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November 09, 2006

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ian

Doesn't expenditure on the Immigration service and deporting so-called 'undesirable aliens' get rolled up into GDP too?

Sunny

Chris, hope you don't mind but I'm gonna nick your two (excellent) points and make them on Sky News tonight.

James

Also why do they think that the Government can do a good job of making decisions at such a low level on this issue where they wouldn't elsewhere. Isn't this exactly the sort of issue where the market should have better data than a central authority?

Gracchi

Nice fisk. The Tories deserve it on this one despite nice young Mr Cameron.

Sam

Well, there are externalities associated with large-scale immigration for the host population. Some are good things (vibrant culture, interesting restaurants etc.), whereas others aren't so good (inter-racial mob warfare, ghettoism, import of voters whose opinions and ideals may be opposed to those of the general host population).

They are probably rather hard to assess...

TStockmann

So, if you're going to be slinging around "stupid", you might work a little on making the analysis coherent rather than rhetorical - this either shows sloppiness on your part or cynical disrespect for your readers.

Why should the decisions of a group reflect its members' collective interests rather than the collectivity that includes nonmembers? Is this a serious question?

Why do we care about the wellbeing of our own children, the children of other members of our family, and the children of our friends and acquaintances more than those not related to us. Is this a serious question? Even in a host of practical terms, including likely utility and competition?

Huh - even in terms of reciprocity - if the countries from which Britain limited - or even prohibited - immigration did likewise - would that be a substantial negative effect?

Arguing that only economic effects should be considered might be stupid, but as Sam points out above, the other possibilities hardly line up like good little soldiers - excuse me, earnest and nonviolent demonstrators - in favor of more open borders.


Not Saussure

TStockman: 'Why should the decisions of a group reflect its members' collective interests rather than the collectivity that includes nonmembers? Is this a serious question?

'Why do we care about the wellbeing of our own children, the children of other members of our family, and the children of our friends and acquaintances more than those not related to us. Is this a serious question? Even in a host of practical terms, including likely utility and competition?'

Very good questions. They are ones I've always asked when people have questioned my view that if an individual or a company wishes to hire someone from overseas, and that someone wishes to accept the offer, the government has no business interfering in the transaction.

angry economist

Evidence shows that a majority of working immigrants work in low skilled, low pay jobs. They are filling a gap. And are probably more productive.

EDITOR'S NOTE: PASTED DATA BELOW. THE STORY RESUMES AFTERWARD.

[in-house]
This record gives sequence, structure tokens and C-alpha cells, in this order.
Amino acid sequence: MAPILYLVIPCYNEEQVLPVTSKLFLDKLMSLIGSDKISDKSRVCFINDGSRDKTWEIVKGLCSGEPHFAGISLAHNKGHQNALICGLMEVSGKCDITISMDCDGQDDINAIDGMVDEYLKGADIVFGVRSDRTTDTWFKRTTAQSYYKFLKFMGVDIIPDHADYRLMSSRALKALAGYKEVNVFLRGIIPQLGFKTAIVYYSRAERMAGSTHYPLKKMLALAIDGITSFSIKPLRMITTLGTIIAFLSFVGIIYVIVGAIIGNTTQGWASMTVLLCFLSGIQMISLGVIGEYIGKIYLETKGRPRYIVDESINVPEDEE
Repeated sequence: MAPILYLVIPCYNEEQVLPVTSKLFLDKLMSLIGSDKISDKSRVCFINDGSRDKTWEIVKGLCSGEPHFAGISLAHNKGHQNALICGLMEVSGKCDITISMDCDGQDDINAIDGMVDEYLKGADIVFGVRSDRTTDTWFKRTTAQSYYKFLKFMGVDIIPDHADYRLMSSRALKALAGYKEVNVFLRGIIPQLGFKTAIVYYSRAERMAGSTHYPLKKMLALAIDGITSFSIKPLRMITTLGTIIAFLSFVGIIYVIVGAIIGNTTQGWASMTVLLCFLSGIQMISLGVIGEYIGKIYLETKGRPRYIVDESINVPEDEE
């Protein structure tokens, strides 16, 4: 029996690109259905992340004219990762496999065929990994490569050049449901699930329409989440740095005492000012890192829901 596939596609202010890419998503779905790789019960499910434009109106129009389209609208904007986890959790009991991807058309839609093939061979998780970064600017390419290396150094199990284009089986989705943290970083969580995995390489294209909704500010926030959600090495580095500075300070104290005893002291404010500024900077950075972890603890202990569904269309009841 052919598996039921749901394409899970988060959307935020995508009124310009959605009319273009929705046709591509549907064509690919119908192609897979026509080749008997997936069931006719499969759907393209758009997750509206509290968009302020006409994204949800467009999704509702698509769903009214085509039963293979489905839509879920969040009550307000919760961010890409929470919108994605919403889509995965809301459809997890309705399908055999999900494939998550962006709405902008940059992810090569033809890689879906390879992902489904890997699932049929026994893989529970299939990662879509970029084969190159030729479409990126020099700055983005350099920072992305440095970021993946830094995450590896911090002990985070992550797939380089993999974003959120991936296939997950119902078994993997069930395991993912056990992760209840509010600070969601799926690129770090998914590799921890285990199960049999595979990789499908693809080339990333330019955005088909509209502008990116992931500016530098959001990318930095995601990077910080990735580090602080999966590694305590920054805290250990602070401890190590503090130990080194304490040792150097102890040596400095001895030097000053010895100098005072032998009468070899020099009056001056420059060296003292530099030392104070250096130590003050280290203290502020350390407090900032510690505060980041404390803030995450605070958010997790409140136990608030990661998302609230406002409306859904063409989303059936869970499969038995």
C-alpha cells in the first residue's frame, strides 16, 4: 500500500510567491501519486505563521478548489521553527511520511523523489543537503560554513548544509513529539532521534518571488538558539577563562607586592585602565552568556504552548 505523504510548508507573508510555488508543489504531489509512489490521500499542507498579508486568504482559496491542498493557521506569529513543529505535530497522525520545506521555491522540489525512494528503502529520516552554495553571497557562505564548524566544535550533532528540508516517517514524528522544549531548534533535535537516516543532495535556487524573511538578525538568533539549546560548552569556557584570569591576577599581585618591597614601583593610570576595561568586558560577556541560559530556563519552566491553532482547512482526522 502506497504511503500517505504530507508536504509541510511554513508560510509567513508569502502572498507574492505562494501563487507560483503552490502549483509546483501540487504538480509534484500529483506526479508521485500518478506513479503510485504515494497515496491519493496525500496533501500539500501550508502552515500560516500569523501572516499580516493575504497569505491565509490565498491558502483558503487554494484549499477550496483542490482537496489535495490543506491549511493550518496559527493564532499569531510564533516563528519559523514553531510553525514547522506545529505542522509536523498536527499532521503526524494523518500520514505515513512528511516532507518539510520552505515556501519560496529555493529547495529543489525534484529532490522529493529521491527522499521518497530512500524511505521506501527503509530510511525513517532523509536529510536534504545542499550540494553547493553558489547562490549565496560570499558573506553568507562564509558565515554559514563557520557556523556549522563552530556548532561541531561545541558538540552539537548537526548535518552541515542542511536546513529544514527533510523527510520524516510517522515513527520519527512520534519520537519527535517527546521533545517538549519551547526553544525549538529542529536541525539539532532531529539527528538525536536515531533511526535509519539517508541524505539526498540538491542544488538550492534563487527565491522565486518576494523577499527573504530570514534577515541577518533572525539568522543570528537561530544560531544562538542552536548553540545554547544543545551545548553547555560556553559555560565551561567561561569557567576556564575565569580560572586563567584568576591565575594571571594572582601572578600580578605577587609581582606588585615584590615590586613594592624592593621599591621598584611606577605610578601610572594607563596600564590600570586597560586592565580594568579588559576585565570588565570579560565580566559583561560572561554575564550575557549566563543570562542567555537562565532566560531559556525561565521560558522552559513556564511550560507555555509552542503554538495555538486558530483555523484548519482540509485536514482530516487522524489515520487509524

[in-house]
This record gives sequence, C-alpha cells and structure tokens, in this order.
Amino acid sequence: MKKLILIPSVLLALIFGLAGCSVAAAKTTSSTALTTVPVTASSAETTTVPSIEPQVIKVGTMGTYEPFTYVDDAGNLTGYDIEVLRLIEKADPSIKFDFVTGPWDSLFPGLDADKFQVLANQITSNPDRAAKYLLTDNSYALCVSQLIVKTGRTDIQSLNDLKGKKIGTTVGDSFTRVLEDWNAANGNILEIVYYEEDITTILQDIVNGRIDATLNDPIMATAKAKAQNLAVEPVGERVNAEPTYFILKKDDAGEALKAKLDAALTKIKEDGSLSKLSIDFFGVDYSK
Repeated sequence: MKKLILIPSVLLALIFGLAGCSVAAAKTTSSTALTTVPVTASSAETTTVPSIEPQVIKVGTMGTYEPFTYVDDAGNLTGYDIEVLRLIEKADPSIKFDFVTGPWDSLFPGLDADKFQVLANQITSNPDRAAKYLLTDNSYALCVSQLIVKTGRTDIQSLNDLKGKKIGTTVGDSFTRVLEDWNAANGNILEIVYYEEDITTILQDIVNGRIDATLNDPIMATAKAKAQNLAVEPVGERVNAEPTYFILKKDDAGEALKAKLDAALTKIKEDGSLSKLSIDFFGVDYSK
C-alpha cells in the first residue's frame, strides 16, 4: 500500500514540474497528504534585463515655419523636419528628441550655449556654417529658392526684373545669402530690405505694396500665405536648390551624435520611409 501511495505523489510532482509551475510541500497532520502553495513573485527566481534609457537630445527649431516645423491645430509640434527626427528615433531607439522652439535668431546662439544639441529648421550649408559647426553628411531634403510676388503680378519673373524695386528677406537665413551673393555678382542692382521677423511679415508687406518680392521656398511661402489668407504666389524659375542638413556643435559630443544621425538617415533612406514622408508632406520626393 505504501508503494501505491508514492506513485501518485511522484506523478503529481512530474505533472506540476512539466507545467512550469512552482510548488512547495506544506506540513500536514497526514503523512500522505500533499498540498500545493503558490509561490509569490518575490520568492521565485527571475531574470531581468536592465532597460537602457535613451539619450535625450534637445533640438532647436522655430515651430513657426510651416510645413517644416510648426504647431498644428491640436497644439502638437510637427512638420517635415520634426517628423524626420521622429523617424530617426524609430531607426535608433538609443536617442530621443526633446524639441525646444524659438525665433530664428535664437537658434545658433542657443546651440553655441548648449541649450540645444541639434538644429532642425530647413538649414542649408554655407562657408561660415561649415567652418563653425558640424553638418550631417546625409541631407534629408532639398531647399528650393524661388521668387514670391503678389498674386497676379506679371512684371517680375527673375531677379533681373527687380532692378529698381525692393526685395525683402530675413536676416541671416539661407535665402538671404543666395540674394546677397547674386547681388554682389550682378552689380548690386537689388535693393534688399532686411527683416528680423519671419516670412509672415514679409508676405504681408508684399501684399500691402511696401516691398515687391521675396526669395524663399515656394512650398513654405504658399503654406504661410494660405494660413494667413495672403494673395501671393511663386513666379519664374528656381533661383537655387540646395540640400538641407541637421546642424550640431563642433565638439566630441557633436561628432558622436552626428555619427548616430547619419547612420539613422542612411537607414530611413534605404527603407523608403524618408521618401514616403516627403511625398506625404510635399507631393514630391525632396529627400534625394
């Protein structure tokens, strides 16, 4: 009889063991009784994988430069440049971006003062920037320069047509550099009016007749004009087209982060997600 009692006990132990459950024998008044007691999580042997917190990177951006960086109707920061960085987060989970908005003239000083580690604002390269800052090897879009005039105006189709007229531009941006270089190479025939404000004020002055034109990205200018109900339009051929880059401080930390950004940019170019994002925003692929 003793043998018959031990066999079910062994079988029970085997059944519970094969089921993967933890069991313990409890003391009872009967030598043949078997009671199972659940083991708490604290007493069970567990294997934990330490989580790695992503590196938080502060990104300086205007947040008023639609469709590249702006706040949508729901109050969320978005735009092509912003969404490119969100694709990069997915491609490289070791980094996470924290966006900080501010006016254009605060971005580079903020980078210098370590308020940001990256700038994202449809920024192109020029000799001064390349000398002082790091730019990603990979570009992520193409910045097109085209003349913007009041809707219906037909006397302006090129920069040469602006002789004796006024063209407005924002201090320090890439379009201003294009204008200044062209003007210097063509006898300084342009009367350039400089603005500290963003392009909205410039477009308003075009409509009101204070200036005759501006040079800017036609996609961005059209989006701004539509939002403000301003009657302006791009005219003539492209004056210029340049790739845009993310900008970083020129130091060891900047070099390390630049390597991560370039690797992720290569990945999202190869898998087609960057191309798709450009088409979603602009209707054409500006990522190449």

Uk has a dual labour market - the highest skilled people rank amongst the best in the world, the lower skilled cohorts are less well skilled, and partially as a result, less well paid.

There is a consequence that UK residents or citizens out of work cannot now compete with foreign immigrants. But businesses are happier with immigrants - work harder, better basic skills. The rump of the unemployed still out of work for long periods of time are not immediately job-ready.

BUT my final point - skills and labour are derived demand, you cannot create demand for skills by creating the skills or unblocking the supply, except indirectly. Businesses have demand, people supply to that demand.

The politicians always get this arse about face.

Chris P.

The comment "restrict skilled immigrants" could even be a moral position. The UK (both political party's) have a policy of looting the developing world of their human capital & thereby delivering economic woe. There is a close connexion between low GDP & civil war & so by remote extension we could also be promoting endless grief. Having politics reduced to a bazaar is a sign of our retreat into infantilism.

Rob

The stupid party is trying to get elected by the current people of the United Kingdom. The rest of the world does not get a vote. The stupid party is not meant to be a charity.

The reason why "get on your bike and look for work" does not apply across national borders is that we live in a nation state - the legitimacy of the current state depends on it representing the people of the nation inhabiting that state. The fact that you say "national borders" rather than "state borders" only underlines that. A state which acts to undermine the nation it is meant to be representing by encouraging mass immigration is no longer legitimate, and is opening the door on chaos and rioting. As you all could see if you got out of your ivory towers for a minute and walked around the multicultural streets of European cities.

Good luck.

Doug

Who are the Clever Party?

Lars Smith

Should e.g. Estonia allow unlimited immigration from Russia? Why not?

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